On particularly busy days when his inbox explodes, Barreto will sometimes draft opening lines for twenty emails, versus write twenty lines in an email at a time. To encourage swift action, he'll set a timer for five minutes and work to get through the set. When the alarm sounds, he'll decide whether to continue or move onto another task. A checkpoint at five minutes gives him control via an option to grant more time.
“On those days, my response to each email is not the first order of business. It’s how I’m personally responding to my inbox itself,” says Barreto. “So drafting one line — the takeaway I want the recipient to absorb — for a few dozen emails bolsters me psychologically. I’ll sit with the partially-drafted notes open for a minute and regain that sense of control. Then I’ll return to the first one and elaborate, if needed. It’s shocking how many you can just reread the one line and send it as is.”
Canned responses or email templates are invaluable for repeated requests — especially ones you say “no” to. But this act of a single sentence is not only about answering a request, but the reclamation of a resource — whether that’s your current or future time — in a way where you register the shift of ownership. So, that’s not just shooting off a templated note to get it off your plate — that can result in incessant email ping pong. Instead it’s segmenting the process in such a way that allows you to internally log that transfer of ownership over the ask and tasks.
According to Barreto, dealing with stress goes straight to the heart of a lot of life-hacking topics. Left unchecked, it can lead to burnout and quickly wipe out any of the gains you see from your new productivity-boosting habits.
Still, stress is part and parcel with working, and living, and you’re fighting a losing battle if you try to hack your way out of it entirely. But Barreto recommends a few practices for mitigating its impact, and for distinguishing between acute stress — which can actually be a valuable tool for building resilience — and more dangerous chronic stress.
Sweat before breakfast. Meditate daily. Float weekly.
If you’re using exercise, meditation, floating or any other techniques for stress, you have to start before you’ve burnt out. For Barreto, much of stress management involves finessing Newton’s first law of motion in your favor.
“Acute stress through exercise or relaxation through meditation both have the same neurochemical boosting effects that push your psychology towards positive psychological momentum which precedes flow states — or feeling like you’re in the zone,” he says. “I like to stack actions like exercise, sauna and meditation to build powerful, positive psychological momentum every day before I even check my first email. That may sound like a lot to do before your inbox, but it doesn’t have to be. Of course you can go longer, but I’ve found that it only takes 5 minutes of sprints — five 30-second sprints with short breaks, 10 minutes of mediation or a 15-minute session in 180-degree sauna to kickstart momentum.”
But when it comes to when to do it, not all times of the day are created equal. “Of course, humans are complex systems with different requirements, but I’ve found a rule of thumb for most people: exercise before breakfast,” says Tomas. “In terms of generating endorphins, it’s a direct way to affect your psychology. Starting your day with a physical activity is critical to building resilience against chronic stress.”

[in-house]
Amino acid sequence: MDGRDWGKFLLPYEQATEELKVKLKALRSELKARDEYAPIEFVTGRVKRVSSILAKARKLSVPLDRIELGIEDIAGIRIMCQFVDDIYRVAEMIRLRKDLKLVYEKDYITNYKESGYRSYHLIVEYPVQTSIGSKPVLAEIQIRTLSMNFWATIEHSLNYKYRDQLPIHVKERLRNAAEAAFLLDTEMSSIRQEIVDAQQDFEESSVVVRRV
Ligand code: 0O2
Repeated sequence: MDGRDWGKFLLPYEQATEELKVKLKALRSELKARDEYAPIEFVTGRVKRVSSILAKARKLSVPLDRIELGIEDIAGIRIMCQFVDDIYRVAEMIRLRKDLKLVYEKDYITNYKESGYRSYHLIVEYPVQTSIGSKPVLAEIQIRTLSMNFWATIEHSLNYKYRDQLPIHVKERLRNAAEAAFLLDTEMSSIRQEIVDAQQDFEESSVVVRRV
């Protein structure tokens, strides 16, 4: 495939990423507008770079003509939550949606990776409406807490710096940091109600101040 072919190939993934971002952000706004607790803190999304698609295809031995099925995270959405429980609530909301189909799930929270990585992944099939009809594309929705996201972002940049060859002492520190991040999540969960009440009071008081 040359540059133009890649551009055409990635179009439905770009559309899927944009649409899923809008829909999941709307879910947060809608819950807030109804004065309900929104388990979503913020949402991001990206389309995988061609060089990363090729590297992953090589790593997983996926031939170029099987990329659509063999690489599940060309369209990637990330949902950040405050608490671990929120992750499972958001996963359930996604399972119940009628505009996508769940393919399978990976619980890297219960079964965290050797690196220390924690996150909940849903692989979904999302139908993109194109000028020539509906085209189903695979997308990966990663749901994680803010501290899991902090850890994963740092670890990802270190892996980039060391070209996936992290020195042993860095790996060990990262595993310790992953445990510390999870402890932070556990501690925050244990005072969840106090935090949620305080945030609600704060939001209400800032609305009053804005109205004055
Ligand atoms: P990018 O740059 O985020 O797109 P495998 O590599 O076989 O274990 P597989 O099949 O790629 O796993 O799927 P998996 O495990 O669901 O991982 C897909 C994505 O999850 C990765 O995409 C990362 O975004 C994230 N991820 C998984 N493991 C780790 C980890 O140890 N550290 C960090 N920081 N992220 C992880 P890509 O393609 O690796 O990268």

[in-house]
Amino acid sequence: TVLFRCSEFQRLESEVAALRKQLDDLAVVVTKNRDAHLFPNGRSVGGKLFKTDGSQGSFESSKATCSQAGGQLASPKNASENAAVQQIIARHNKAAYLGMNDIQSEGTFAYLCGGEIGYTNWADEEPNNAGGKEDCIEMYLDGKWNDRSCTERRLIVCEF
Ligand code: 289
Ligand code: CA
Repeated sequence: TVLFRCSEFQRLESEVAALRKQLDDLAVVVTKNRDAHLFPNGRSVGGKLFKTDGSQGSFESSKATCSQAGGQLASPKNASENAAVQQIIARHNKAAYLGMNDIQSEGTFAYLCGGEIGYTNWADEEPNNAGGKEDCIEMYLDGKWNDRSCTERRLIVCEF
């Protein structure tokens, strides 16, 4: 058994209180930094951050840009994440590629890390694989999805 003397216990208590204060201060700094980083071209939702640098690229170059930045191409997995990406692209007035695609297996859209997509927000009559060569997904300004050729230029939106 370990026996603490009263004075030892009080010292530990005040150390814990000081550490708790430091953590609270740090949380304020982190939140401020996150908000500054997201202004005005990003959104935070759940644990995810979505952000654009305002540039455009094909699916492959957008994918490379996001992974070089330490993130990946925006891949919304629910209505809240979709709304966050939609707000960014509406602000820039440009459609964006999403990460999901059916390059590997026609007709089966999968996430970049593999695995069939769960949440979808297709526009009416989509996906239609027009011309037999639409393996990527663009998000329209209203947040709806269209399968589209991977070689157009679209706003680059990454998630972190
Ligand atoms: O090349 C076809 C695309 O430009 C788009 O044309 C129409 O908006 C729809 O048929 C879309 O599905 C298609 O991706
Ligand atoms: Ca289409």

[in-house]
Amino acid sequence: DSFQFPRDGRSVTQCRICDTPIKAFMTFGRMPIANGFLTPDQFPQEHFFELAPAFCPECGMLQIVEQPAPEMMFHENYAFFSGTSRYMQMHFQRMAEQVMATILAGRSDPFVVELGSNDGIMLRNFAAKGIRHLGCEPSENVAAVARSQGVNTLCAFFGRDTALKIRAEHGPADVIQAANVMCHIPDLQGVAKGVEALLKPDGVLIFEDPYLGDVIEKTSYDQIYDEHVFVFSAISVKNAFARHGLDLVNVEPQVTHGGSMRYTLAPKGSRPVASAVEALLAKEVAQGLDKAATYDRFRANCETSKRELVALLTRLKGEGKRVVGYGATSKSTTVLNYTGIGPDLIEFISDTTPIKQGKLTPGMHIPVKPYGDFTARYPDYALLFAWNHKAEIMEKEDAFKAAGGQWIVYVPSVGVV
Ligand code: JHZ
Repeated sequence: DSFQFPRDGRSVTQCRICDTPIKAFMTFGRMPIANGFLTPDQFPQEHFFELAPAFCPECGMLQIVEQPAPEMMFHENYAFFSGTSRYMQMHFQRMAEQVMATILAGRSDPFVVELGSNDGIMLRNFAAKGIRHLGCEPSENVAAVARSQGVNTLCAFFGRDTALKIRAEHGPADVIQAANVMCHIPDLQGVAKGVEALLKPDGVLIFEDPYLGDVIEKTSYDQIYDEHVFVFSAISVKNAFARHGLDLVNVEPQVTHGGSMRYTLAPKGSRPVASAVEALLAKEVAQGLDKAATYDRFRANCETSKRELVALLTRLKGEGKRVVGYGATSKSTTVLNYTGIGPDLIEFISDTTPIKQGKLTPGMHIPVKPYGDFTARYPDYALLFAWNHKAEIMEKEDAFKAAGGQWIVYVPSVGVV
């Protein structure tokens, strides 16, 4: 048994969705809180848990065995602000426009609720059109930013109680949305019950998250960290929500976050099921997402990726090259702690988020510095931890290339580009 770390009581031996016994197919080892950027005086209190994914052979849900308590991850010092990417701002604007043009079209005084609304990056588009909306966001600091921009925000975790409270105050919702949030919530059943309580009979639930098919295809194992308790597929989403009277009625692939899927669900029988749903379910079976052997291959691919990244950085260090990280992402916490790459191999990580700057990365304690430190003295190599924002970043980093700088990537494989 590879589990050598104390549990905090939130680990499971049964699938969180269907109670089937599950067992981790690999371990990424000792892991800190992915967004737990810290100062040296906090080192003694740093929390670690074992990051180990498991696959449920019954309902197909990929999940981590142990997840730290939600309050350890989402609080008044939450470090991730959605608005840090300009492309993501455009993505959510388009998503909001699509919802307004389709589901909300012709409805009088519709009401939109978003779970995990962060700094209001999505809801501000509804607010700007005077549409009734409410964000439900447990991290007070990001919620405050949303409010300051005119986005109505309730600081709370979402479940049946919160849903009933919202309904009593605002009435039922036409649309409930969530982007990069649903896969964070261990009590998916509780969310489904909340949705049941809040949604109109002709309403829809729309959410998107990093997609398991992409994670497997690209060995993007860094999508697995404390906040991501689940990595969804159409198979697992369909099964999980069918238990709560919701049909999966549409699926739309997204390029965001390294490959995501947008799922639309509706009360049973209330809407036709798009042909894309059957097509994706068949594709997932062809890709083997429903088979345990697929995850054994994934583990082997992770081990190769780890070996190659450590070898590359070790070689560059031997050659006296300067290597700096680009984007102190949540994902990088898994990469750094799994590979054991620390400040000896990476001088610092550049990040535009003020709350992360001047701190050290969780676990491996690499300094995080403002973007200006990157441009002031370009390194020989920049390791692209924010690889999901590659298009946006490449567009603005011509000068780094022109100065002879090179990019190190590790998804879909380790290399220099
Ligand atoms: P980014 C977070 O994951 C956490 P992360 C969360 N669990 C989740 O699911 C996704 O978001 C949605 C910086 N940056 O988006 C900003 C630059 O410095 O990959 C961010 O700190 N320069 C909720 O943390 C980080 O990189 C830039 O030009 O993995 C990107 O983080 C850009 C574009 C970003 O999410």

For many, exercise may be a more familiar habit, but meditation is increasingly part of the vernacular when it comes to stress relief. For those who can’t find a way to get started, there are tools to help. “Apps like Calm and Headspace are good. I’ve found that I get the most out of meditation when I can grab a conference room for 15 minutes between meetings,” says Barreto. “Like meditation, float or isolation tanks are a very powerful way to manage stress on a regular basis. The complete change in environment is just the start. Try an hour at Reboot Float Spa to get started.”
Not all of these habits have to be solitary efforts and done outside of the workplace. “There are a couple of practices that’ll generate momentum at the beginning of meetings. We have a leader at Box who will begin each team meeting with a short relaxation breathing exercise. Another brings a Jambox and plays music for a few minutes. There’s another who will ask everyone to go around and share their highs and lows for the week,” says Barreto. “I’ve personally tried all these, as well as bringing breakfast and using the first few minutes of a meeting to socialize. The pattern here is you’re finding a way to prime your neurochemistry for stronger resilience together and generate collective psychological momentum.”
Subject yourself to extremes.
There’s one more physical practice that has become a cornerstone of Barreto’s stress-management regimen: playing with extremes of heat and cold.
“Many people, when they try to manage their emotions and stress, try to work from the inside out — to affect their state from the inside. But Tony Robbins rightly says that, if you can change your body conditions, that's the fastest and most powerful way to change your state — from the outside in.”
Barreto has incorporated that principle into a daily practice. “I use the sauna in the morning, to kick off the day. If I'm exercising, I'll use it right after that, because there's a complementary effect,” he says. “It's a new kind of sweat, and it feels productive.” (For a life-hacking bonus, tie other habits to that time: do your meditating in there, for example.)
A cold shower is even easier to accomplish — no special equipment required. And if you have the time and inclination, data suggests that combining heat and cold can augment the impact of both. “You can jump from sauna into the cold and essentially get a double boost from the combo. At that point, you've been in temperatures of at least 160 degrees as well as a cold shower — and it's still 8AM. You’ve built momentum for the day. Throw in exercise first, and you'll feel unstoppable at that point.”